Even if an outgoing link is faster than the incoming one, time can still be saved by starting to transmit the outgoing header as soon as the whole packet can be transmitted continuously. Even sooner if the physical protocol supports gaps, or when wasted bandwidth is less important than reduced latency.

Comment Re:Idiots (Score 1) 221 221

Buffering and switching latency is the main source of delay, not signal latency in the copper and fiber. Microwaves would do exactly nothing to improve the switching and buffering latency. If anything they'd make it worse: light in fiber travels much further than line-of-sight microwave before it has to be regenerated with another delay.

There's not much delay for a simple repeater compared to a node that must read the packet so it can re-route it.

My question would be: To what extent do Internet nodes (with empty buffers) start forwarding a packet after reading its IP header, rather than waiting for the whole packet to be received? For example, does Linux support this? Not doing this ubiquitously would really increase end-to-end packet latency, which the cited paper argues is more important than speeding up protocols for getting a lower-latency Internet.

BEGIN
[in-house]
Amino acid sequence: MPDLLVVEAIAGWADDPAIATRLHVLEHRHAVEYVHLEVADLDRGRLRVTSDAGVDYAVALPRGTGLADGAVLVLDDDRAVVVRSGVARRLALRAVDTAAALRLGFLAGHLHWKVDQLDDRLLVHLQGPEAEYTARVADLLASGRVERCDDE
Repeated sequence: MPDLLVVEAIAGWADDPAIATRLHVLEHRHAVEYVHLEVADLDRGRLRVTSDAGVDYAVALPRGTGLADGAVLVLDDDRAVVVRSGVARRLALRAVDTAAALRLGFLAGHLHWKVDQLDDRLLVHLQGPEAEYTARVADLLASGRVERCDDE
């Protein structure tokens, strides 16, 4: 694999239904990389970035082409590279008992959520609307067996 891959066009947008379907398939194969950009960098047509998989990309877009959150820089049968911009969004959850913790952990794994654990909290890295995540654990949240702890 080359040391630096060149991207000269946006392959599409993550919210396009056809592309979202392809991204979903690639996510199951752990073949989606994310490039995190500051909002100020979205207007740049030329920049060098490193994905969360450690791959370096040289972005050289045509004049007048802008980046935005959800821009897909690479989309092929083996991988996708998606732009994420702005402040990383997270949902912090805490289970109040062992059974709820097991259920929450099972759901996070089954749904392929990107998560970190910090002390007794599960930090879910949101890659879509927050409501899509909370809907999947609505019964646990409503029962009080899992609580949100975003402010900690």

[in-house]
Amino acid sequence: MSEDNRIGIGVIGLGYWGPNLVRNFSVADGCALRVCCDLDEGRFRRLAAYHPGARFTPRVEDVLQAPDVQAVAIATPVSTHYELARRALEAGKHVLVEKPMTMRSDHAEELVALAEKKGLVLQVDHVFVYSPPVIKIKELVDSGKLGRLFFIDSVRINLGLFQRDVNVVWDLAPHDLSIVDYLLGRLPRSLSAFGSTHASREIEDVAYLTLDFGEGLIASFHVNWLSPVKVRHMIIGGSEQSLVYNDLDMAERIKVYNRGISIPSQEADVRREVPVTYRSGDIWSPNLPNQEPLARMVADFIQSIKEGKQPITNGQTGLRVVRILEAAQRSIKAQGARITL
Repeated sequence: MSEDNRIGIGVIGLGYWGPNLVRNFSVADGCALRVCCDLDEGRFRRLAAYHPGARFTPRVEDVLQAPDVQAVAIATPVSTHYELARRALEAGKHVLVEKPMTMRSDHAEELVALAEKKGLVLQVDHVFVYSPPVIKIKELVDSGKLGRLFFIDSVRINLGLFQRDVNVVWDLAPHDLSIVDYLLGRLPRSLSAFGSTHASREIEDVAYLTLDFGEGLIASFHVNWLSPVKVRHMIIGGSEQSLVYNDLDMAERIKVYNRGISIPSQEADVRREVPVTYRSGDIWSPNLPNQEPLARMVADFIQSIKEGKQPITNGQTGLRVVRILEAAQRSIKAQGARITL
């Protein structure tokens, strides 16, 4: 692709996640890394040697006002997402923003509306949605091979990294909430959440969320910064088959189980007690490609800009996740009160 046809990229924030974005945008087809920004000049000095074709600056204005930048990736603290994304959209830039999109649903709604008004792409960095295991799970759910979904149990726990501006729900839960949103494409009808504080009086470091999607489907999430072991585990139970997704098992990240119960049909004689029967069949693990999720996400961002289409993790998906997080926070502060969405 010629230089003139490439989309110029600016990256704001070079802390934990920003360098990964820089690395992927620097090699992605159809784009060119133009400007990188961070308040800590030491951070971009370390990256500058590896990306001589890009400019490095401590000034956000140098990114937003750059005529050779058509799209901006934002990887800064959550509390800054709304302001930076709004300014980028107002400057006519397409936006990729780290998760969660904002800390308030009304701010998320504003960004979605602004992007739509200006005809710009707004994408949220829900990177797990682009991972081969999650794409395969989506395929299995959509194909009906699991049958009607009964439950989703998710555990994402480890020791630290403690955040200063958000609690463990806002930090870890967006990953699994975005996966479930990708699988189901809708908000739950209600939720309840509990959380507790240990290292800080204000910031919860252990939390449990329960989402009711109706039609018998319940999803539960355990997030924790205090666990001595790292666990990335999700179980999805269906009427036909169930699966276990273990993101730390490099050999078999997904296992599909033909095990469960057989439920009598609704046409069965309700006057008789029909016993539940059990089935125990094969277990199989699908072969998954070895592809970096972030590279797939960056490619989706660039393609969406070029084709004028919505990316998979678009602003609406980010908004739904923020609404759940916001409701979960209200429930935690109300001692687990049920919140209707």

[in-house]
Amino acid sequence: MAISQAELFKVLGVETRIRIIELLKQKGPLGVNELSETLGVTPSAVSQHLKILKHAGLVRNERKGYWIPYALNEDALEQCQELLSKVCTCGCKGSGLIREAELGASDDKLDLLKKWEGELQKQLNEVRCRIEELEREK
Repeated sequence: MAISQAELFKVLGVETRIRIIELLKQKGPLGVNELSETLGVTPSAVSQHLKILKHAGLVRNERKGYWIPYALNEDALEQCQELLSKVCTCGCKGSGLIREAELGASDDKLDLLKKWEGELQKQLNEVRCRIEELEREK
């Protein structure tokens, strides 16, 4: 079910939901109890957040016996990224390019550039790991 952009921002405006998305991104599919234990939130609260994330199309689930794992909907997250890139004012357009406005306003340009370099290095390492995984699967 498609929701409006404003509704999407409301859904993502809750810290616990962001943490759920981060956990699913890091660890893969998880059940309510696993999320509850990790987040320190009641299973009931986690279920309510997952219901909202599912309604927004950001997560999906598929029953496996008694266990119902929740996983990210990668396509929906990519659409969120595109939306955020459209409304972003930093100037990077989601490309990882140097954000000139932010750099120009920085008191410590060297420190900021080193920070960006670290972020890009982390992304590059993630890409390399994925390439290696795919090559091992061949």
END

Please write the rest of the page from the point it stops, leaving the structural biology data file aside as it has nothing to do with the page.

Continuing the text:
Comment Re:Fuck you. (Score 1) 618 618

As well as being on the side, there are also several search engine ads placed at the top of the main result list, forcing you to scan past them to read the first organic result. They're also coloured, which draws your eye to them.

But my main thrust was that even if they're out of the way, they're still ads with agendas to relieve you of your cash.

Search engines should provide "view all relevant ads" link that even those using ad-blockers can see. This would allow such people to see what's on offer when they are in a buying mode, without having to disable their blockers, refresh and page to see a good selection of ads, then re-enable their blockers.

Comment Re:A poorly made point, but still a point (Score 1) 618 618

So my question to all of those infuriated by those content producers who would "dare" to try to protect their ads is this: what viable alternative do you suggest?

Here's the alternative to advertising on which I've been working. Advantages: no cost to users, publishers earn money from their content rather than the stuff around it, and allows monetization of unbiased content (that unlike ads tries to tell the whole truth).

Yes, this is an ad. But because it's on-topic and in some way solicited, I think it's acceptable, and shouldn't be equated to something intrusive.

Syntactic sugar causes cancer of the semicolon. -- Epigrams in Programming, ACM SIGPLAN Sept. 1982